Quick analysis of the A6 SoC photos from the iPhone 5 launch event tells us all we need to know about the memory interface, speed and bandwidth of the new platform. As always, the A6 features a PoP stack combining the SoC itself and its DRAM. The package-stacked DRAM helps save space, which comes at a premium inside a device as small as a smartphone. PoP stacks are quite common in all modern smartphones.
Apple thankfully didn't obscure the details of its A6 slide at the launch event, which gave us a Samsung part number: K3PE7E700F-XGC2. Through crafty navigation of Samsung's product guide, Brian Klug got us the details. The K3P tells us we're looking at a dual-channel LPDDR2 package with 32-bit channels. The E7E7 gives us the density of each of the two DRAM die (512MB per die, 1GB total). The final two characters in the part number give us the cycle time/data rate, which in this case is 1066MHz.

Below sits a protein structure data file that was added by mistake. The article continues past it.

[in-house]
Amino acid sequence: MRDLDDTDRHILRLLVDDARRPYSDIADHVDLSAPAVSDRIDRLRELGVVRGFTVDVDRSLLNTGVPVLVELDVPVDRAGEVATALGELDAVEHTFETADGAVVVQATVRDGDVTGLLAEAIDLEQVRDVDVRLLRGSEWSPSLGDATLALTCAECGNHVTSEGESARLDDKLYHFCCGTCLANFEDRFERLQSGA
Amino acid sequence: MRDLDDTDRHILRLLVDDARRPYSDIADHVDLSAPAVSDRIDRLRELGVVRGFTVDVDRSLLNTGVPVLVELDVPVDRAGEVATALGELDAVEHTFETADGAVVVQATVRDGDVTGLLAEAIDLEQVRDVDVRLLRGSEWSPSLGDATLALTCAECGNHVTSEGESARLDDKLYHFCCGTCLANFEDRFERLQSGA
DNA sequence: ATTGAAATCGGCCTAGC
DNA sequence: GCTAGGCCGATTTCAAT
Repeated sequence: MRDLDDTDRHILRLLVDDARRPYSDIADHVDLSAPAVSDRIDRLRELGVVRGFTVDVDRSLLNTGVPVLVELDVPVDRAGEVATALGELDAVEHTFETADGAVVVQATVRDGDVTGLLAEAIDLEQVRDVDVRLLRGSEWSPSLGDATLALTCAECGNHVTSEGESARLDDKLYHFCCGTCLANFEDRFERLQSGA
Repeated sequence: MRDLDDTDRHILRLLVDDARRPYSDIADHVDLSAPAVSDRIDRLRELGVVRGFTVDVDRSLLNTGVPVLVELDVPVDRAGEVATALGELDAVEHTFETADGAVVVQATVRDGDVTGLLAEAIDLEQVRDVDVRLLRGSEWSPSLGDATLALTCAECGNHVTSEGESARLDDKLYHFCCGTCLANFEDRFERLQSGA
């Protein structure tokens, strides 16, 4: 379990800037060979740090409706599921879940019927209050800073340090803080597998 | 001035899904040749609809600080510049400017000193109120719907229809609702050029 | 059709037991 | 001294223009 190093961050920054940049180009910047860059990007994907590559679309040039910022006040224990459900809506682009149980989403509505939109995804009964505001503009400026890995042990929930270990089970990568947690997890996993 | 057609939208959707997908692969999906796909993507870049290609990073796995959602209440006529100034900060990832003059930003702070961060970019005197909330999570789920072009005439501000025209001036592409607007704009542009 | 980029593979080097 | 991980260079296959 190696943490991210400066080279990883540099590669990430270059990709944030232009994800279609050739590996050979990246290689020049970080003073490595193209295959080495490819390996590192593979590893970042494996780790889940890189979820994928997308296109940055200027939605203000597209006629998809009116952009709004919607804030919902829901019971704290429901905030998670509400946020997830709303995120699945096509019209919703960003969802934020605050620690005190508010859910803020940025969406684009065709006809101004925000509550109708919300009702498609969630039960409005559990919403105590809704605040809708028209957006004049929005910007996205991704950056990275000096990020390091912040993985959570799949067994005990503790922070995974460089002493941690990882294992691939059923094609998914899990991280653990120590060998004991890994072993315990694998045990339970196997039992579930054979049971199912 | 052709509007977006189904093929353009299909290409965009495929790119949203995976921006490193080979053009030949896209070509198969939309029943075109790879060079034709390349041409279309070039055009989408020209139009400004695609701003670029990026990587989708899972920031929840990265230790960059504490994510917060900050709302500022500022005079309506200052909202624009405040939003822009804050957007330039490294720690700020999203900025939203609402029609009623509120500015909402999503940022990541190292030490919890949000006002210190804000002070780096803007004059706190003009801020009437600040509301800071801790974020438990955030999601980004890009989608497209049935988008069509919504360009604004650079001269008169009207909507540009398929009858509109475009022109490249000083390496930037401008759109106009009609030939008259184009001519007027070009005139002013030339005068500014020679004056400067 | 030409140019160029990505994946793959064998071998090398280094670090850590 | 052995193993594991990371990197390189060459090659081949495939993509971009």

Plug all of that into our memory bandwidth scaling chart and you get this:
Roughly 33% more peak memory bandwidth than the iPhone 4S, which can definitely help feed the faster GPU and drive the higher resolution display. Many vendors have been shipping LPDDR2-1066 so there's nothing too surprising here. There's understandably less bandwidth than in the 3rd gen iPad of course as the display/GPU requirements aren't nearly as high.
There's more than just memory clocks that will impact memory bandwidth here. It's unclear whether the A6 improves the memory controller Apple deployed in the A5. ARM architectures (especially in the A9 generation) have typically struggled getting good memory bandwidth efficiency. We'll have to see what happens with the A6.